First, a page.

MEASURING WIRE ROPE
Crushing strength is the strength necessary to
resist the compressive and squeezing forces that
distort the cross section of a wire rope, as it runs over
sheaves, rollers, and hoist drums when under a heavy
load. Regular lay rope distorts less in these situations
than lang lay.
Fatigue resistance is the ability to withstand the
constant bending and flexing of wire rope that runs
continuously on sheaves and hoist drums. Fatigue
resistance is important when the wire rope must be run
at high speeds. Such constant and rapid bending of the
rope can break individual wires in the strands. Lang
lay ropes are best for service requiring high fatigue
resistance. Ropes with smaller wires around the
outside of their strands also have greater fatigue
resistance, since these strands are more flexible.
Abrasion resistance is the ability to withstand the
gradual wearing away of the outer metal, as the rope
runs across sheaves and hoist drums. The rate of
abrasion depends mainly on the load carried by the
rope and the running speed. Generally, abrasion
resistance in a rope depends on the type of metal that
the rope is made of and the size of the individual outer
wires. Wire rope made of the harder steels, such as
improved plow steel, has considerable resistance to
abrasion. Ropes that have larger wires forming the
outside of their strands are more resistant to wear than
ropes having smaller wires that wear away more
Corrosion resistance is the ability to withstand the
dissolution of the wire metal that results from
chemical attack by moisture in the atmosphere or
elsewhere in the working environment. Ropes that are
put to static work, such as guy wires, maybe protected
from corrosive elements by paint or other special
dressings. Wire rope may also be galvanized for
corrosion protection. Most wire ropes used in crane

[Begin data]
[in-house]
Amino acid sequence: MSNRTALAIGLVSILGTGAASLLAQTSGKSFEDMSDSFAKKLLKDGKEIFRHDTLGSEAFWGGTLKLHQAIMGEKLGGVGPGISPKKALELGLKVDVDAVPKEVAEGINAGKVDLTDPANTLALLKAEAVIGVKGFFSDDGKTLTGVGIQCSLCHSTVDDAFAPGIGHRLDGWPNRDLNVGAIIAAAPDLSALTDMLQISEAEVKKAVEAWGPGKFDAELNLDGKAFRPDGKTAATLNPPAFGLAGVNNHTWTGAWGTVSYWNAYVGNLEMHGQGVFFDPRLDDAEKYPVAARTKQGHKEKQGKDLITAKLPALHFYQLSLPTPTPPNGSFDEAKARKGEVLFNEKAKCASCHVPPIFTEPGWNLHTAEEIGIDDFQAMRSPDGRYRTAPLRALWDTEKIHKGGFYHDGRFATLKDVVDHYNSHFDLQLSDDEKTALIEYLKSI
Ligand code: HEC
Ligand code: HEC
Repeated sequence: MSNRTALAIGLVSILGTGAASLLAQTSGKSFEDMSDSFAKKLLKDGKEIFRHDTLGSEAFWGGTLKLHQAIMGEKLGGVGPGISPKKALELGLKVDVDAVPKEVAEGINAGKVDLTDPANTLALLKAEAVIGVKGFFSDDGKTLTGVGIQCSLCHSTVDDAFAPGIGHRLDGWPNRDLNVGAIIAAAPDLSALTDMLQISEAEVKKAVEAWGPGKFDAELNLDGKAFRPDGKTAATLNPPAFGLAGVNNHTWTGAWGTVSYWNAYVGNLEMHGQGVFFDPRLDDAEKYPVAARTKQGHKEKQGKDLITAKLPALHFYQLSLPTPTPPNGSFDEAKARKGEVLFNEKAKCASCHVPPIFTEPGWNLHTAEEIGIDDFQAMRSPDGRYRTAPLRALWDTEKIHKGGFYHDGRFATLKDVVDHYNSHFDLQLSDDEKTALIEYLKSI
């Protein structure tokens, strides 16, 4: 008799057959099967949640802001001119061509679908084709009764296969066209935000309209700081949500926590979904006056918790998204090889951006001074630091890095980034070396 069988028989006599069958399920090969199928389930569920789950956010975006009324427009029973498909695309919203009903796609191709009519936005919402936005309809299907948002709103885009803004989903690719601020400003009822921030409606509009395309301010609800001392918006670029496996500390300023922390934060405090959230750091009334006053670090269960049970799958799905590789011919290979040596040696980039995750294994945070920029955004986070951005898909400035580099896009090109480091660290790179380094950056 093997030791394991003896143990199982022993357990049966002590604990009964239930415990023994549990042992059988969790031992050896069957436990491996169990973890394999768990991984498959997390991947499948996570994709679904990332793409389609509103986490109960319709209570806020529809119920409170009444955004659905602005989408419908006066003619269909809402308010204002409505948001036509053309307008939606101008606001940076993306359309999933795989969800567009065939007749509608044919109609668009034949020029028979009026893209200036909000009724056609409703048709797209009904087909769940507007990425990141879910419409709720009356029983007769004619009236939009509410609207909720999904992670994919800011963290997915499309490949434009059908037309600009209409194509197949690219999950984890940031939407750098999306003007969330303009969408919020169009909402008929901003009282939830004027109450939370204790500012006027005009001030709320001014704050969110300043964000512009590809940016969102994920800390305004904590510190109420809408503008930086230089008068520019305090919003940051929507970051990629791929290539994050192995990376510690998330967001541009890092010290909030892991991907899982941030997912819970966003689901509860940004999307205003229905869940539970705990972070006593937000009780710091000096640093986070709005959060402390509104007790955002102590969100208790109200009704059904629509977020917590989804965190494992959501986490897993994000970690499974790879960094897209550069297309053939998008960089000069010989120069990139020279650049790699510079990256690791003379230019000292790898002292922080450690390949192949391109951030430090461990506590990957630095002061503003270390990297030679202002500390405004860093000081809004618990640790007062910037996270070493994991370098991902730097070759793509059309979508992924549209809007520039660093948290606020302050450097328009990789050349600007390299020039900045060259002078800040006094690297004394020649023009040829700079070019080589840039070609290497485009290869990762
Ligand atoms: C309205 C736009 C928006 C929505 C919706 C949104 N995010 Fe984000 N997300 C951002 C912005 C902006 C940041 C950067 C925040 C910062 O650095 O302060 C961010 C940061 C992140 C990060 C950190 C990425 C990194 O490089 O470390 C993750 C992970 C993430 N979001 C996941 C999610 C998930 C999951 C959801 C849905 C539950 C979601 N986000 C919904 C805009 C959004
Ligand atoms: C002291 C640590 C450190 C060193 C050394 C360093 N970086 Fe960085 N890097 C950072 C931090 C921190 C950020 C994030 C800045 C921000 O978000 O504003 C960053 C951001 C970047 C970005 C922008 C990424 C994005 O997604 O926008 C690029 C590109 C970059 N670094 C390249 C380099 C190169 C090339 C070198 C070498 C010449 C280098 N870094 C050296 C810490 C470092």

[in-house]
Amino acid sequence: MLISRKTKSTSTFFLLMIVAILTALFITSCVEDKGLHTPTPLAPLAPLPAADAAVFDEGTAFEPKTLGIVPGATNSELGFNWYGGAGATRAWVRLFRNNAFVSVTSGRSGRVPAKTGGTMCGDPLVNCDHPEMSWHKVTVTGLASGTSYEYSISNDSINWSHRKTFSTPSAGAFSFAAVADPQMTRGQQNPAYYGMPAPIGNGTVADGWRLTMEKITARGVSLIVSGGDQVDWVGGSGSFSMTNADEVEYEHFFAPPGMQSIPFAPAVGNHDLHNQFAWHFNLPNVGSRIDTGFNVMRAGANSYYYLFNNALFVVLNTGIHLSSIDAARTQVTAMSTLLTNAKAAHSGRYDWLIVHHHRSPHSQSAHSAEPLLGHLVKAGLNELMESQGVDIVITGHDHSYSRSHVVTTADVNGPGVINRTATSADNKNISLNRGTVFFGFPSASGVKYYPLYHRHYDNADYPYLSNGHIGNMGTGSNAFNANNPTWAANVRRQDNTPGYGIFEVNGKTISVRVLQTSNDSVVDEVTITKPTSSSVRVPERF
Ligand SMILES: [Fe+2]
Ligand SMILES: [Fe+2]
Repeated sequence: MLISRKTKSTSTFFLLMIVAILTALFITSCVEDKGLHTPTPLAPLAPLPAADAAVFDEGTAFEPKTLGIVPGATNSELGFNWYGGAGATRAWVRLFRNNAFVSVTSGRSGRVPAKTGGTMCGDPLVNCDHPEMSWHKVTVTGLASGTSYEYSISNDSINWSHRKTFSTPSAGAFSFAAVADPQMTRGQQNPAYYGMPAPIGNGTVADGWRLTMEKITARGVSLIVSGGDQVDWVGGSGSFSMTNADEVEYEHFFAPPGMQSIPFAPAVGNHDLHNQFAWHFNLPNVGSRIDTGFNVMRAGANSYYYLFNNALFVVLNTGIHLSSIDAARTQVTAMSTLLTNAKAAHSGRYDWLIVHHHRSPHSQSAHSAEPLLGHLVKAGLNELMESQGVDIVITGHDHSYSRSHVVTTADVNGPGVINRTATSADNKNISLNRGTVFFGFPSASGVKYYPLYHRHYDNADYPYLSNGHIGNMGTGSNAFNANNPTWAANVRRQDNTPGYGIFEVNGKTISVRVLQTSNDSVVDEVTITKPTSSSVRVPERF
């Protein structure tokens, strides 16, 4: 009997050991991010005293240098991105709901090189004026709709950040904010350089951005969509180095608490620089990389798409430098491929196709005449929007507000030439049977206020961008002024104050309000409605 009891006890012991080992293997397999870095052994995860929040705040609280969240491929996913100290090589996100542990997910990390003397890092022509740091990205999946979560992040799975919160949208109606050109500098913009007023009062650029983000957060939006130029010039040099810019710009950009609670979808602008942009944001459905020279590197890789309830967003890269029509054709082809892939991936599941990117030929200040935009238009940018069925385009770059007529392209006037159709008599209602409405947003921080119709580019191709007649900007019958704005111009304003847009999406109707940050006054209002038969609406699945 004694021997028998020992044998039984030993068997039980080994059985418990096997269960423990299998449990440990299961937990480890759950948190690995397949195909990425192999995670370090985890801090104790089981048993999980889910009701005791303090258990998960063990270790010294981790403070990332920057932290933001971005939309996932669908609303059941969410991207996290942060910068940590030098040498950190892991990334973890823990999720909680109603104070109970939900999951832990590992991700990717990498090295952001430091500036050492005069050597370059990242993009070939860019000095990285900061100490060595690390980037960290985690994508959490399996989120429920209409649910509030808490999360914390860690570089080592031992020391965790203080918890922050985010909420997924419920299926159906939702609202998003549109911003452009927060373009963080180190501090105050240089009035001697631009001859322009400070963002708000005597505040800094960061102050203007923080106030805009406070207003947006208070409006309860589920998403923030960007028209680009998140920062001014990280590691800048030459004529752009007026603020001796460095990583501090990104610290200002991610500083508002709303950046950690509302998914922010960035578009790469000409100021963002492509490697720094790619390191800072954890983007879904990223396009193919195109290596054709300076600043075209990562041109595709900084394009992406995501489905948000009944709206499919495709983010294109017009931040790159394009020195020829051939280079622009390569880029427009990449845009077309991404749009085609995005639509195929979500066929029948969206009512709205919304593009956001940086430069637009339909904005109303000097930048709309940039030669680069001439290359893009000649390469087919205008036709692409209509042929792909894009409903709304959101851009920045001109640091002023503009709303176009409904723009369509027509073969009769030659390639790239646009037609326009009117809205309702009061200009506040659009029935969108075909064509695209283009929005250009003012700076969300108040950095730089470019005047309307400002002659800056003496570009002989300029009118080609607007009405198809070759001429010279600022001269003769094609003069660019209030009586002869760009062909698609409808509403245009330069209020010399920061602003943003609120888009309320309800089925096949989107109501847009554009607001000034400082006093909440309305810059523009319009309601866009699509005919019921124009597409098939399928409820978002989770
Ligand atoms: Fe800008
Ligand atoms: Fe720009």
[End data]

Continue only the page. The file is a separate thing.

operations must rely on their lubricating dressing to
double as a corrosion preventive.
Wire rope is designated by its diameter, in inches.
The correct method of measuring the wire rope is to
measure from the top of one strand to the top of the
strand directly opposite it. The wrong way is to
measure across two strands side by side.
To ensure an accurate measurement of the
diameter of a wire rope, always measure the rope at
three places, at least 5 feet apart (fig. 5-7). Use the
average of the three measurements as the diameter of
NOTE: A crescent wrench can be used as an
expedient means to measure wire rope.
WIRE ROPE SAFE WORKING LOAD
The term safe working load (SWL) of wire rope is
used to define the load which can be applied that
allows the rope to provide efficient service and also
prolong the life of the rope.
The formula for computing the SWL of a wire
rope is the diameter of the rope squared, multiplied by
D x D x 8 = SWL (in tons)
Example: The wire rope is 1/2 inch in diameter.
Compute the SWL for the rope.
The first step is to convert the 1/2 into decimal
numbers by dividing the bottom number of the
fraction into the top number of the fraction: (1 divided
by 2 = .5.) Next, compute the SWL formula: (.5 x .5
x 8 = 2 tons.) The SWL of the 1/2-inch wire rope is 2
Figure 5-7.Correct and incorrect methods of measuring